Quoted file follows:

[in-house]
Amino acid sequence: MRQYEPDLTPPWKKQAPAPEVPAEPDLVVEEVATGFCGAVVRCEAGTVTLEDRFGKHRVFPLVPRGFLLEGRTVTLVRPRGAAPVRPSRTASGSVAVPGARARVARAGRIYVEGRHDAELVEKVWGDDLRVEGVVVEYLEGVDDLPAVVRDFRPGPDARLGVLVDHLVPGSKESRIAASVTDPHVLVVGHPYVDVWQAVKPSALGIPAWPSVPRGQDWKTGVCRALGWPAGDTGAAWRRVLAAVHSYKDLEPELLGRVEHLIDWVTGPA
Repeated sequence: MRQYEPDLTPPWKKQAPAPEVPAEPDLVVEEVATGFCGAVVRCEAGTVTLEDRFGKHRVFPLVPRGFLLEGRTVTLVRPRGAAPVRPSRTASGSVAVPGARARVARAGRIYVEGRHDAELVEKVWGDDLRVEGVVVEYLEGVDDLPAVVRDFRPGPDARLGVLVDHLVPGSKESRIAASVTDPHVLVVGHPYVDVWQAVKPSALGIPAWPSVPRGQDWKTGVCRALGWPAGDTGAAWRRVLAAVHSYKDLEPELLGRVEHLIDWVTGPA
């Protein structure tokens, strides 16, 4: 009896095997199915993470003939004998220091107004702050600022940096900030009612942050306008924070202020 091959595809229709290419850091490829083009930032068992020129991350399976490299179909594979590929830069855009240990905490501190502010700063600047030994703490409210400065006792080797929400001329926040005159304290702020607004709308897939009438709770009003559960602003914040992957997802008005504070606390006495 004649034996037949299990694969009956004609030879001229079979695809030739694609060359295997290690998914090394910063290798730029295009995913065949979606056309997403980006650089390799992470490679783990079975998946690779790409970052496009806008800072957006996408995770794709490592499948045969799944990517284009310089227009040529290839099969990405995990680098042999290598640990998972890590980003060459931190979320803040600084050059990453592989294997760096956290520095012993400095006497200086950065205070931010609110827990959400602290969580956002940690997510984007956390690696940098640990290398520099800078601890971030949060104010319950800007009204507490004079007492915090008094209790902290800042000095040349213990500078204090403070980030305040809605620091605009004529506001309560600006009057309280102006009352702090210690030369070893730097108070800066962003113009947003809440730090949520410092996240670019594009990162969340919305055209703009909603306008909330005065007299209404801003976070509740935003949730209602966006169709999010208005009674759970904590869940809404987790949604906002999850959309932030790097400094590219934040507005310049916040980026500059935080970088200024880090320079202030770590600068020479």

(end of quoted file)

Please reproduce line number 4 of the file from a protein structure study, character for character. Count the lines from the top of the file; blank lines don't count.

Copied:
């Protein structure tokens, strides 16, 4: 009896095997199915993470003939004998220091107004702050600022940096900030009612942050306008924070202020 091959595809229709290419850091490829083009930032068992020129991350399976490299179909594979590929830069855009240990905490501190502010700063600047030994703490409210400065006792080797929400001329926040005159304290702020607004709308897939009438709770009003559960602003914040992957997802008005504070606390006495 004649034996037949299990694969009956004609030879001229079979695809030739694609060359295997290690998914090394910063290798730029295009995913065949979606056309997403980006650089390799992470490679783990079975998946690779790409970052496009806008800072957006996408995770794709490592499948045969799944990517284009310089227009040529290839099969990405995990680098042999290598640990998972890590980003060459931190979320803040600084050059990453592989294997760096956290520095012993400095006497200086950065205070931010609110827990959400602290969580956002940690997510984007956390690696940098640990290398520099800078601890971030949060104010319950800007009204507490004079007492915090008094209790902290800042000095040349213990500078204090403070980030305040809605620091605009004529506001309560600006009057309280102006009352702090210690030369070893730097108070800066962003113009947003809440730090949520410092996240670019594009990162969340919305055209703009909603306008909330005065007299209404801003976070509740935003949730209602966006169709999010208005009674759970904590869940809404987790949604906002999850959309932030790097400094590219934040507005310049916040980026500059935080970088200024880090320079202030770590600068020479």